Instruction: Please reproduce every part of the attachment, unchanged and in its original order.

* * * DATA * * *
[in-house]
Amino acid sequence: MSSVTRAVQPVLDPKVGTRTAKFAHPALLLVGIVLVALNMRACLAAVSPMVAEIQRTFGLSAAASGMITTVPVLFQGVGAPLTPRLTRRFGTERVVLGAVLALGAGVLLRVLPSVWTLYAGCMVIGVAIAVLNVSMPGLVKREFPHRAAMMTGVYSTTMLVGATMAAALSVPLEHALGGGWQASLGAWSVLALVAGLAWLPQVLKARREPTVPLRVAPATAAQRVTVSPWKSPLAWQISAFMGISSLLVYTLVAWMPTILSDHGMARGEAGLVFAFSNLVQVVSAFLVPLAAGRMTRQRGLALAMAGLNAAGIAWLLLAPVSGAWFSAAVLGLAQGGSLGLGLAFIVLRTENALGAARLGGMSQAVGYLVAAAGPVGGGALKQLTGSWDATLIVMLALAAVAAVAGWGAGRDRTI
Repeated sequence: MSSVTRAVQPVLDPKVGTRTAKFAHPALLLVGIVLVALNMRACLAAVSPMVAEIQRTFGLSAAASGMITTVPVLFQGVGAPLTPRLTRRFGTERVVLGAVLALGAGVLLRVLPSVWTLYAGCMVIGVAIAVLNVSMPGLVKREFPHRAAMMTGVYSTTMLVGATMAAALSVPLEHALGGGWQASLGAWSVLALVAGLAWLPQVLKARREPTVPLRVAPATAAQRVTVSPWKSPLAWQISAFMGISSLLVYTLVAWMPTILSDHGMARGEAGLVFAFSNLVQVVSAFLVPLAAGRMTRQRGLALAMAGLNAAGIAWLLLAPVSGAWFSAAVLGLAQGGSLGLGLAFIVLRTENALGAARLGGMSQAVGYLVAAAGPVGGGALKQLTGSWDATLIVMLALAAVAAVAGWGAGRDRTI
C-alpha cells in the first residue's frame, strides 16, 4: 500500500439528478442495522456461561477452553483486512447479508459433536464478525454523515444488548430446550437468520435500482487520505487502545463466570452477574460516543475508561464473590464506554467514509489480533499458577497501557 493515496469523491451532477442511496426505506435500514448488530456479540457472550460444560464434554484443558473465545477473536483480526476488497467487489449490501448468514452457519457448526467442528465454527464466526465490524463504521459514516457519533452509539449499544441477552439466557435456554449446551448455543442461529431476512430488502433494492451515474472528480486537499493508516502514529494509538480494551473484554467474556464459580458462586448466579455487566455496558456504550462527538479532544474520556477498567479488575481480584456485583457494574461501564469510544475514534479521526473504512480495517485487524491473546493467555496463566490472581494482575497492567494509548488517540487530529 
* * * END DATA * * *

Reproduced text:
[in-house]
Amino acid sequence: MSSVTRAVQPVLDPKVGTRTAKFAHPALLLVGIVLVALNMRACLAAVSPMVAEIQRTFGLSAAASGMITTVPVLFQGVGAPLTPRLTRRFGTERVVLGAVLALGAGVLLRVLPSVWTLYAGCMVIGVAIAVLNVSMPGLVKREFPHRAAMMTGVYSTTMLVGATMAAALSVPLEHALGGGWQASLGAWSVLALVAGLAWLPQVLKARREPTVPLRVAPATAAQRVTVSPWKSPLAWQISAFMGISSLLVYTLVAWMPTILSDHGMARGEAGLVFAFSNLVQVVSAFLVPLAAGRMTRQRGLALAMAGLNAAGIAWLLLAPVSGAWFSAAVLGLAQGGSLGLGLAFIVLRTENALGAARLGGMSQAVGYLVAAAGPVGGGALKQLTGSWDATLIVMLALAAVAAVAGWGAGRDRTI
Repeated sequence: MSSVTRAVQPVLDPKVGTRTAKFAHPALLLVGIVLVALNMRACLAAVSPMVAEIQRTFGLSAAASGMITTVPVLFQGVGAPLTPRLTRRFGTERVVLGAVLALGAGVLLRVLPSVWTLYAGCMVIGVAIAVLNVSMPGLVKREFPHRAAMMTGVYSTTMLVGATMAAALSVPLEHALGGGWQASLGAWSVLALVAGLAWLPQVLKARREPTVPLRVAPATAAQRVTVSPWKSPLAWQISAFMGISSLLVYTLVAWMPTILSDHGMARGEAGLVFAFSNLVQVVSAFLVPLAAGRMTRQRGLALAMAGLNAAGIAWLLLAPVSGAWFSAAVLGLAQGGSLGLGLAFIVLRTENALGAARLGGMSQAVGYLVAAAGPVGGGALKQLTGSWDATLIVMLALAAVAAVAGWGAGRDRTI
C-alpha cells in the first residue's frame, strides 16, 4: 500500500439528478442495522456461561477452553483486512447479508459433536464478525454523515444488548430446550437468520435500482487520505487502545463466570452477574460516543475508561464473590464506554467514509489480533499458577497501557 493515496469523491451532477442511496426505506435500514448488530456479540457472550460444560464434554484443558473465545477473536483480526476488497467487489449490501448468514452457519457448526467442528465454527464466526465490524463504521459514516457519533452509539449499544441477552439466557435456554449446551448455543442461529431476512430488502433494492451515474472528480486537499493508516502514529494509538480494551473484554467474556464459580458462586448466579455487566455496558456504550462527538479532544474520556477498567479488575481480584456485583457494574461501564469510544475514534479521526473504512480495517485487524491473546493467555496463566490472581494482575497492567494509548488517540487530529 